Rosie: And I’m wondering whether the reasons for that are either… Well, there could be three reasons for it as far as I can see. One, the Fiendfyre killed it in such a destructive manner that perhaps we just missed some kind of bigger reaction, or it’s just a more subtle death because this is almost like a slow burn death rather than an immediate, violent stabbing. The second reason could be that when Voldemort put a section of his soul into the diadem, it would have been a smaller section.
Robyn: Yeah, that’s what I was thinking.
Rosie: It was less powerful than the diary and the locket because it is later than the other two, so it would be a sixth of his soul by that point, or a fifth of his soul, rather than the full half. If we’re thinking about the splitting as in half, and then that half is halved, and then that half is halved, and therefore it gets smaller and smaller. Or the third reason could be that the Horcruxes need feeding, and the reason why the locket and the diary had such major reactions and such major deaths is for the exact same reason [that] Riddle from the diary was able to almost come to full life. Because throughout the year with the diary, Ginny and Harry had been feeding that diary. They’d been writing in it; they’d been offering parts of their life [and] parts of their souls to really nourish that section of the Horcrux and allow it to almost take on a full form. With the locket, they wore it close to their hearts; they discussed their worries and they could all feel it stealing some life energy from them, and that’s what caused them to be so irritable. So for this diadem, which has been left abandoned in a room with no one knowing where it was for so long, perhaps it’s just literally out of juice. It’s had no contact with people for it to become anything more than just a tiny section of a very destroyed soul already, and that is why the reaction was so weak.
Michael: I think it’s a combo of one and three of your reasons, that it already got destroyed when Harry was carrying it through by the Fiendfyre because it got hit with the Fiendfyre early on when Harry saw it flying through the air, which, boy was that lucky.
Michael: I also agree that it hasn’t had anything to really feed on like the other Horcruxes do when they get destroyed. I also think narratively we don’t need to see another big boom Horcrux.
Michael: There’s no reason for that right now. There [are] so many more important things going on. And even narratively, Harry even is like, “Oh, yeah, I’m holding it.” So there’s no reason to make a hullabaloo about it. The big moment was more the confrontation with Malfoy.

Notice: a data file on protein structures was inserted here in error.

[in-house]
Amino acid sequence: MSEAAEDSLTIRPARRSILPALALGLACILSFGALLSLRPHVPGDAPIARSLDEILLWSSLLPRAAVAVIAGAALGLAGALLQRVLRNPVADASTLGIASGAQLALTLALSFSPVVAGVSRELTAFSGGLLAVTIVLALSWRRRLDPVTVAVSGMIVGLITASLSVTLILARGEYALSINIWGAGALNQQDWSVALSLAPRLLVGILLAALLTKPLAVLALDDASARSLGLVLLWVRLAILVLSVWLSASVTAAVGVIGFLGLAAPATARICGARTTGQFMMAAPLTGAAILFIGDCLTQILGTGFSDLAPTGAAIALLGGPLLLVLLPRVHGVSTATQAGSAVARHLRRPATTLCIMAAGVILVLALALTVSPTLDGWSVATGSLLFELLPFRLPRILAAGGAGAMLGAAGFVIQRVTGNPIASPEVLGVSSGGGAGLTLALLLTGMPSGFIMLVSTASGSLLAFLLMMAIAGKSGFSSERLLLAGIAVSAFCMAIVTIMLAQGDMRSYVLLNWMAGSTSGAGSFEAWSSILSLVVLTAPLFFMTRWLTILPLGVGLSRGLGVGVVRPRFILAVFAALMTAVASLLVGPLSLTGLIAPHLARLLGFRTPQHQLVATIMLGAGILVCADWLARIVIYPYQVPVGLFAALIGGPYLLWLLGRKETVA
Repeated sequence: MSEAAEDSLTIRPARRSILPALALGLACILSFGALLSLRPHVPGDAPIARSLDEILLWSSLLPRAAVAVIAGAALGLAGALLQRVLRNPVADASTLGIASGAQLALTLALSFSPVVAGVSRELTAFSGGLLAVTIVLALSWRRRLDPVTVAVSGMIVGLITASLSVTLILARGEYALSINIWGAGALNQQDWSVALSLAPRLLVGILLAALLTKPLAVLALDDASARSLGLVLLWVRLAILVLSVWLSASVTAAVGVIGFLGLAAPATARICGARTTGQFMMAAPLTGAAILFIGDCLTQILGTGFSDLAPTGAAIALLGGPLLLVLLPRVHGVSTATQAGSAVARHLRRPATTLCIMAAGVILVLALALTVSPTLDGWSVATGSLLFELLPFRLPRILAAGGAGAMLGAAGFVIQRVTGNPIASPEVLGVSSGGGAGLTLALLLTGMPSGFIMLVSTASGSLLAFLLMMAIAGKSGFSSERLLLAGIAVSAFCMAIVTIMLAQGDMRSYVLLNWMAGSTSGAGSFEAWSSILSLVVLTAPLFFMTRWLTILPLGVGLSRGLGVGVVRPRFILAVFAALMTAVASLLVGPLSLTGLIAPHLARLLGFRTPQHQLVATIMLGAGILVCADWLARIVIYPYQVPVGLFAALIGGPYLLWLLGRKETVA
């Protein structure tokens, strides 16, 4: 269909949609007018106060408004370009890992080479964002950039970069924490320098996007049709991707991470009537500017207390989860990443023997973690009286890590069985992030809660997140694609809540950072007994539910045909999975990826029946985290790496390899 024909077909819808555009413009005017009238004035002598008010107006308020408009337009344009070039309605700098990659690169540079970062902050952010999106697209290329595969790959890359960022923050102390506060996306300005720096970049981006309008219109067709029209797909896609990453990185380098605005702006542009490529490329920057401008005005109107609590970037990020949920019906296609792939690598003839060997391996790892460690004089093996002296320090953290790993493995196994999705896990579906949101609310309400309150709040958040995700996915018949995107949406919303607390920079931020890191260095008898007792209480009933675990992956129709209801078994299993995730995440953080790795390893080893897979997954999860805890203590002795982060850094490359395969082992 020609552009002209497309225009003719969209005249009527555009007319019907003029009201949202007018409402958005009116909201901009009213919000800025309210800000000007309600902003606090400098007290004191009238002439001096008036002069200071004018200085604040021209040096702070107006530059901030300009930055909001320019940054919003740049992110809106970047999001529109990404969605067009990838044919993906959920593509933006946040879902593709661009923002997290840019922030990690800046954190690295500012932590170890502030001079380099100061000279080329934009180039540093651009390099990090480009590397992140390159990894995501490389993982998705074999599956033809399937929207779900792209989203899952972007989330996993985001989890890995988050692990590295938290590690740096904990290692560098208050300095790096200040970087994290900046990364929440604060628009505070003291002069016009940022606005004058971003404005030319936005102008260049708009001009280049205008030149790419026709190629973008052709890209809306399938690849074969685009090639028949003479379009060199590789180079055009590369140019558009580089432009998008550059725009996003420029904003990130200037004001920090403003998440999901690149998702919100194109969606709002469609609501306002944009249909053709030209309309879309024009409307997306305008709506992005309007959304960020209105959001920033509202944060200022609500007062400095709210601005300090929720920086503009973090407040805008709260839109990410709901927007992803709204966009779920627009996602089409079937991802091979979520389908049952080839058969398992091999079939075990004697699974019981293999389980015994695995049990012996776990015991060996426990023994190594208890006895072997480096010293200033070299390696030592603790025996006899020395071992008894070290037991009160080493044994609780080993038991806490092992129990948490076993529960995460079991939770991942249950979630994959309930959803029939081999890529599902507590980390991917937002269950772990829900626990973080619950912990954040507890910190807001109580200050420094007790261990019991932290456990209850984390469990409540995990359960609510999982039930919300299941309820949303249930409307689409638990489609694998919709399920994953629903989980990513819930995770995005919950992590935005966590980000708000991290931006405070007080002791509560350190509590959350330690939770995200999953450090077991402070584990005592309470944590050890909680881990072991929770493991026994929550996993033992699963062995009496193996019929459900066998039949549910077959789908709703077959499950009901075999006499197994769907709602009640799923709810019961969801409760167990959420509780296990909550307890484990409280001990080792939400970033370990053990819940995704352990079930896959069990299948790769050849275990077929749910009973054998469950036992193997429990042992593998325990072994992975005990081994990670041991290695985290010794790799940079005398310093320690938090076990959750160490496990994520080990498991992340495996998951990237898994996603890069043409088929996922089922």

Rosie: Yeah, and that’s quite nice. It does foreground the importance of those mini-bosses compared to the item that was the…
Michael: I’m just crushed because a beautiful historical object has just been destroyed. People have been searching for that diadem forever. Voldemort just ruins everything.
Rosie: Well, no one knew that it had been found, so really…
Michael: Yeah, I guess they don’t have to tell anyone.
[Michael and Rosie laugh]
Rosie: Hermione points out that it must have been Fiendfyre because that was one of the only other things that could have destroyed a Horcrux.
Michael: How convenient! [laughs]
Rosie: Yes, how convenient. [laughs] She does say that she would never dare use it because it was so uncontrollable, and it’s at that moment that Harry says that Crabbe must’ve learned it from the Carrows and the very Dark magic shows how far Hogwarts had fallen during the year if that’s what was being taught.
Caleb: So I brought that question up earlier because I’m not sure if… I didn’t buy that this is the way he learns it at first. I mean, it’s possible. I just was thinking maybe there’s another way [or there are] other times he and Goyle are exposed to, alongside Draco, Dark magic.
Caleb: Like he’s seen Draco mess with some stuff in the dungeon and they never really were confident to try it on their own, or Draco never really let them on their own and now he just recklessly tries something.
Rosie: I think we have to remember that Crabbe and Goyle are Death Eaters’ sons as well.
Caleb: Right, yeah.
Rosie: We don’t really know much about their parents because they are just seen as Malfoy’s cronies, but it’s entirely possible that their parents are very skilled magical Death Eaters and that they could’ve seen some really dark things in their own childhoods. I don’t think we ever see their mothers.
Michael: No, we see both of their fathers. It’s just their fathers.
Michael: And they’re like adult clones of them, so that’s not very informative.
Michael: When you pointed out, Rosie, about Hermione espousing the little lesson about Fiendfyre, I can see now where Eric was coming from with standing on his soapbox talking about, “Why doesn’t Harry ever take an interest in that book Hermione read about Horcruxes?”
Rosie: [laughs] Yeah.
Michael: Because this is a moment where, [as Harry] “Oh, really? Fiendfyre? Something you might have mentioned before.” [back to normal voice> She reasons it away by saying, [as Hermione], “I’m talented, but Fiendfyre, no, that’s a horrible idea. We were in the woods, there were trees.” [back to normal voice]
Michael: But at the same time, it’s just so funny to me. And I can see what Eric was saying now; that idea that there’s this plethora of information about Horcruxes that Hermione knows and not only does she not…
Rosie: Harry is not…
Michael: Yeah, well, she doesn’t only not share it; Harry and Ron take no interest in having her tell them about it.